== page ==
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Here are the benefits of doing extended fasts (4-10 days):

  • Reduces inflammation
  • Normalizes blood pressure
  • Has the ability to reverse type-2 diabetes
  • Neurogenesis (Creation of new brain cells)
  • Fat loss
  • Destroys any unwanted food cravings
  • Increases energy
  • Improves sense of well being
  • Stabilizes mood from blood sugar regulation
  • Reduces insulin which in turn lowers triglycerides and improves HDL cholesterol
  • Increases immune function
  • Eliminates the chance of cancer cell expansion
  • The ultimate detoxification process, better than most cleanses that are marketing scams which are ineffective
  • Helps with any autoimmune problems
  • Better, more restorative sleep
  • Increases the effects of chemotherapy
  • Anti-aging benefits and cognitive enhancement. Helps with a cloudy brain
  • Fights all chronic diseases
  • Fasting shows instant improvements for patients with rheumatoid arthritis

People who shouldn’t do extended fasts:

  • Children
  • Women trying to get pregnant or those who are breastfeeding
  • Anyone with a very low body fat percentage, who are malnourished, or are under an 18.5 BMI

 

A Timeline of my 7-day fast experience

Pre-fast weight: 223

Day 1

Felt good throughout the whole day. This day is usually the hardest along with the 2nd day, but is a lot more pleasant than when i did it last year. Not too hungry and mental clarity seemingly beginning to shine through the cracks. Sleep was historically good, maybe the best I’ve had in a year– cycling through all the cycles of dream-sleep and deep sleep

Consumption: 3/4th gallon of water with Himalayan sea salt. Vitamins B and C.

Day 2

Weight: 218

After an amazing nights sleep, feeling much more grounded and focused today. Feelings of elation and hyper-activeness are surging through me. Hunger pangs haven’t shown themselves. A midday walk was filled with creativity and wandering thoughts. Got a bit tired toward the evening time.

Consumption: a gallon of water with a pinch of sea salt. 1 cup of black coffee. Vitamins B and C

Day 3

Weight: 216

Another pretty good night of sleep. Completely in ketosis. Went for a casual morning walk around sunrise. Mentally sharp and extremely focused. A brief moment of weakness occurred in the evening, but was fleeting. Hunger is neutralized.

Consumption: Gallon of water with a pinch of Himalayan sea salt. A half a cup of black coffee. Vitamins B and C

Day 4

Weight: 215

Feeling the best I’ve felt all week. In complete ketosis now, as my readings are showing 4.0 mmol/L or better (Using ketone strips via urine you can identify how deep of ketosis you’re in which means your body is now using fat as fuel and insulin is low; great for longevity.) Everything I’m reading is being retained faster than normal and my well being is excellent. The psychological factor of food is beginning to settle in. Lots of stimuli is easy to repress for a short while, but not it’s seeping through the cracks. That said, I’m not physically hungry.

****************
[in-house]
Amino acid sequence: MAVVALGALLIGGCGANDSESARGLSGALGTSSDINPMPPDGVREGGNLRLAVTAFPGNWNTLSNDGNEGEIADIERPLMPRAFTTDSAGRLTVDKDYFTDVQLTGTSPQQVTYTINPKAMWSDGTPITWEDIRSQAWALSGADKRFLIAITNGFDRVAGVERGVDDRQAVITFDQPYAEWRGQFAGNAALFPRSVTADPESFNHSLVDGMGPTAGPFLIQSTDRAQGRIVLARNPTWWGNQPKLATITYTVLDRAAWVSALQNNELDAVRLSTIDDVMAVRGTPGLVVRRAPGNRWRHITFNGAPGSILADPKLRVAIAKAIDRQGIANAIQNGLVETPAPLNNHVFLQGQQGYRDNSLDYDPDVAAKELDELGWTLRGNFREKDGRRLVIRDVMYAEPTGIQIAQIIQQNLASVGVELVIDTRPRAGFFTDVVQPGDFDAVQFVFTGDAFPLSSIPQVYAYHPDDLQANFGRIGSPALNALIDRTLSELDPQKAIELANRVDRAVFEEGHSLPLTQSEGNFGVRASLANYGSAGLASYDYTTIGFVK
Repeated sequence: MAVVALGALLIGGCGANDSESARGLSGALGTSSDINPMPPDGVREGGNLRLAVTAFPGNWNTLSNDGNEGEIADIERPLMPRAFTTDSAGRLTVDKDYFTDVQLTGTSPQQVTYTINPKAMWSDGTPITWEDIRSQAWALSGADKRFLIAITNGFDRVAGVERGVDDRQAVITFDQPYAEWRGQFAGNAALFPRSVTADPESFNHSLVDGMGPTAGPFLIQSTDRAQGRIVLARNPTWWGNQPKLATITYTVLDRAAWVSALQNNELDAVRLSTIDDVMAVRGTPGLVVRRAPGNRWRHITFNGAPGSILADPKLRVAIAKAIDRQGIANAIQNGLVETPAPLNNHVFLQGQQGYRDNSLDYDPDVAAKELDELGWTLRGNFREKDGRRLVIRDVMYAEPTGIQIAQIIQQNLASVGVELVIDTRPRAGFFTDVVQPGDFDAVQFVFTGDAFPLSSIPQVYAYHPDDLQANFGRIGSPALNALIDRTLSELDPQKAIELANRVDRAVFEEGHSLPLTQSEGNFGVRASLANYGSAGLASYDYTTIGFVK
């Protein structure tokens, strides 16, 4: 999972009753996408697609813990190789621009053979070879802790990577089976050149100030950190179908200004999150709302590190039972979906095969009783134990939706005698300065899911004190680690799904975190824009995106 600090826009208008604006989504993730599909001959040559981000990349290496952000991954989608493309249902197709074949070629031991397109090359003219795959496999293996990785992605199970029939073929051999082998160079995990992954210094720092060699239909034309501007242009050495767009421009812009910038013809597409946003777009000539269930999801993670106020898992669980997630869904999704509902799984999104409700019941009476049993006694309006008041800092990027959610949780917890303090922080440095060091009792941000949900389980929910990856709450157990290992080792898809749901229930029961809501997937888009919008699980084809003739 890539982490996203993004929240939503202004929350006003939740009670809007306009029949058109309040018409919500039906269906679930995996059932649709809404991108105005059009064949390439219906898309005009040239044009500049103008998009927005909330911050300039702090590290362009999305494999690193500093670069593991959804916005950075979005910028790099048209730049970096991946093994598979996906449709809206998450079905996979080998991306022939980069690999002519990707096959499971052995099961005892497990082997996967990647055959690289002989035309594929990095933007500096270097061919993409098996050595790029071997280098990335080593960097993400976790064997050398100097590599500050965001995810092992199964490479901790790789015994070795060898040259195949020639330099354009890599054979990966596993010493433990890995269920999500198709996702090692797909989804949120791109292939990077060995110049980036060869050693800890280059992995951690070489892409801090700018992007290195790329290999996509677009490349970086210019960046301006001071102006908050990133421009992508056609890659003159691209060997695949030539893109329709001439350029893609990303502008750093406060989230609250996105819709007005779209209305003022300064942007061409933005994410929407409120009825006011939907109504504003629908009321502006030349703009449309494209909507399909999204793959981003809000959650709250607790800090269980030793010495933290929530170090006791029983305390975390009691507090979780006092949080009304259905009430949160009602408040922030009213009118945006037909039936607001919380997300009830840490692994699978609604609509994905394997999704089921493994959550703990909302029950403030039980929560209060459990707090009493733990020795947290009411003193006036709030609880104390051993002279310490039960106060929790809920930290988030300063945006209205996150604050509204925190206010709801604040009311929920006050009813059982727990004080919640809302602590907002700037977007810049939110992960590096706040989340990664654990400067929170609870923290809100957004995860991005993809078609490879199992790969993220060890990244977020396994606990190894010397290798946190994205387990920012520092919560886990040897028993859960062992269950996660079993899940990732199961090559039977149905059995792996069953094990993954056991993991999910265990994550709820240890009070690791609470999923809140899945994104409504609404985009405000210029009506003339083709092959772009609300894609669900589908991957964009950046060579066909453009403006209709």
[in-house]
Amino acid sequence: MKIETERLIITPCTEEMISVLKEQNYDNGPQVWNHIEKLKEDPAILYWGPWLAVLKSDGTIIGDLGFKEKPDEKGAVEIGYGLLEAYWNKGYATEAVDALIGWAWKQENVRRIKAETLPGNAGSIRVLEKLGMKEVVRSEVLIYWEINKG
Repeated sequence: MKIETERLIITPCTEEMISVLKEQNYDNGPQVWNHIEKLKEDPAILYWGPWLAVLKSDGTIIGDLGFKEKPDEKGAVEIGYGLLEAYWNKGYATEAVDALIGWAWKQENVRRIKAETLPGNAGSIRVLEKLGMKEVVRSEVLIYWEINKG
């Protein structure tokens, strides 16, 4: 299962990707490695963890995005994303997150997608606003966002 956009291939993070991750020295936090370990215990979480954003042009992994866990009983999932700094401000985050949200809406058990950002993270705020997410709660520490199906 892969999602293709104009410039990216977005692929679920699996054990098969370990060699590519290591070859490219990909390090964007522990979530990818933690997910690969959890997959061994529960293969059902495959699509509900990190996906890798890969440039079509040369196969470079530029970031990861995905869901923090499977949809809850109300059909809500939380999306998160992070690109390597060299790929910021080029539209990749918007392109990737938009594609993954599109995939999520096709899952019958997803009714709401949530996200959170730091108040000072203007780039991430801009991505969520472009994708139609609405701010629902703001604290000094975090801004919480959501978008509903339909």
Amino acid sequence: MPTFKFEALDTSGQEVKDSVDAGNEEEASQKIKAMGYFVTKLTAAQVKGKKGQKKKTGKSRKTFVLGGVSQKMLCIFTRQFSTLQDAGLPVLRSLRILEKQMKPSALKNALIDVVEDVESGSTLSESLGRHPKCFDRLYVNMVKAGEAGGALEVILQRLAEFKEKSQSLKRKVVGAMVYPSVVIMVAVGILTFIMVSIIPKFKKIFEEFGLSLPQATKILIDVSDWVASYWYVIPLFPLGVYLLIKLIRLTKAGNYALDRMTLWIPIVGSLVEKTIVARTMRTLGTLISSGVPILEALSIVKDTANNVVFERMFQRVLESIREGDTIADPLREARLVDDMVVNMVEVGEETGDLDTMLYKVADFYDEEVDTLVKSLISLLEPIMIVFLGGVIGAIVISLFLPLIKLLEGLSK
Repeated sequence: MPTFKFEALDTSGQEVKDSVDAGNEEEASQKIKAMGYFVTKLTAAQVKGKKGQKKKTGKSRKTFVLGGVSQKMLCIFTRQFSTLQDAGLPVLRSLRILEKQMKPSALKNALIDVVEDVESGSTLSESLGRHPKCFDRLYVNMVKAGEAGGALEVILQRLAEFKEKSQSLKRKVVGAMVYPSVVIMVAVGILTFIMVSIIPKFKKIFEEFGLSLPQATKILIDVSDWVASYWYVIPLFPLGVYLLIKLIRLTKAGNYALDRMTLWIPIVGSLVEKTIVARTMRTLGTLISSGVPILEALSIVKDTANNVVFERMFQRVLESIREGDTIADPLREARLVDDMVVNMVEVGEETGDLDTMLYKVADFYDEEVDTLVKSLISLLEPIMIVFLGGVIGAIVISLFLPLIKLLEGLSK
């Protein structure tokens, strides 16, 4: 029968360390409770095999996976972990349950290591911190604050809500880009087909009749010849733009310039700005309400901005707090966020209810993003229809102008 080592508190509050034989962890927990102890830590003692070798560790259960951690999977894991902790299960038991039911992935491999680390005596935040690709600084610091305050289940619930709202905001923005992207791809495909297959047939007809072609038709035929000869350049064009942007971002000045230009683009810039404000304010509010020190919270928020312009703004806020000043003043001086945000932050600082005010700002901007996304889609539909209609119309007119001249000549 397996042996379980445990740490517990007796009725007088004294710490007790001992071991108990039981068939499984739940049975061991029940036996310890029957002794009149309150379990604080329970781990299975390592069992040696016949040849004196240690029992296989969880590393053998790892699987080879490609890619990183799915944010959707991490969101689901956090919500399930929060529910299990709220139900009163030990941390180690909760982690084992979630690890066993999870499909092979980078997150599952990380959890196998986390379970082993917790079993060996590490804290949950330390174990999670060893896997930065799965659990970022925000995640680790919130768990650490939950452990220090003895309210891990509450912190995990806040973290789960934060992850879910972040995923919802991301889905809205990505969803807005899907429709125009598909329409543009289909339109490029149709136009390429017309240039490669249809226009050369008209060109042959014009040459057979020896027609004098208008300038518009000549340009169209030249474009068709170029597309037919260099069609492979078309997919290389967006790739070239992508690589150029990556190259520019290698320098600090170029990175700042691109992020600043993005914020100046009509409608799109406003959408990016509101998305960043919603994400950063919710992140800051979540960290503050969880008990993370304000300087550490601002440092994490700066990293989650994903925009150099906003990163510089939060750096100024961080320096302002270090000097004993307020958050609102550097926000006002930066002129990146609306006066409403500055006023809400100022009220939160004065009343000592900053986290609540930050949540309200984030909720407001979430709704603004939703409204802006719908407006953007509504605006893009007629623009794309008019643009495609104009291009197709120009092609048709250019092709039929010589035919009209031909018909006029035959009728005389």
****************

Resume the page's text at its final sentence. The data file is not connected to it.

Consumption: A little over a gallon of water. Half a cup of black coffee. Vitamins B and C.

Day 5

Weight: 211

Last night got the worst sleep I’ve gotten since I started. Restless, insufficient sleep. Presumably, did not get into the slow wave delta sleep since I’m a bit on edge in the morning and not as sharp. I decided to take a longer-than-usual walk and that really knocked me on my ass. Felt completely enfeebled and was contemplating throwing in the towel for the fast, but i knew this was common and your body goes through phases of adjusting energy systems. For 3 hours I felt unsettled then it passed and I felt a lot better after i brought down my heart rate and had some water with sea salt. I’m guessing the lack of sleep made my blood sugars get a little wonky thereby inducing a state of panic on the nervous system. That night everything stabilized and started feeling good again

Consumption: Gallon of water with Himalayan sea salt. Vitamins B and C

Day 6

Weight: 209

Slept pretty well last night. A lot better than the previous night. Brain is functioning high again, body is getting a little run down. No exercise today. The external stimuli of food is definitely enticing me to eat now. Constantly thinking one more day, but still not feeling all that bad.

Consumption: Gallon of water with himalayan sea salt. Cup of organic Chai tea. Vitamins B and C

Day 7

Weight: 207

Woo! We made it! Although I slept a paltry 4 hours due to becoming a bit dehydrated in the evening, all is freaking well. Energy is very good. Finally get back  to the gym and lift weights with having not eaten in 7 days. My strength hasn’t waned much at all. About 2% of max strength has declined. My stamina has been compromised a bit though as I feel myself panting much faster than normal. After I worked out there was still about 2 hours before I finish the fast. As odd as it sounds, I definitely felt as if I could go another day, but let’s not get crazy here. Broke the fast around 4pm with watermelon, steamed broccoli, and some various other blended fruit. Boy, was it a joyous experience. Everything tasted so authentic and flavorful.

Breaking The Fast

Breaking a fast isn’t something to play around with. People have suffered many complications from coming out of a fast full tilt; eating whatever they want. Since the long fast has repaired the body, it also has basically shut down digestion and in order to reboot it, you must have a reintroductory phase of eating. The following two days after an extended fast must consist of blended fruit shakes and steamed veggies then you ease your way into harder-to-digest foods in the subsequent days. The enzymes that breakdown food need a little time to reactivate, so this 36-48 hour period must be dealt with patience.

Final Thoughts

Total weight loss: 16 lbs (223 to 207)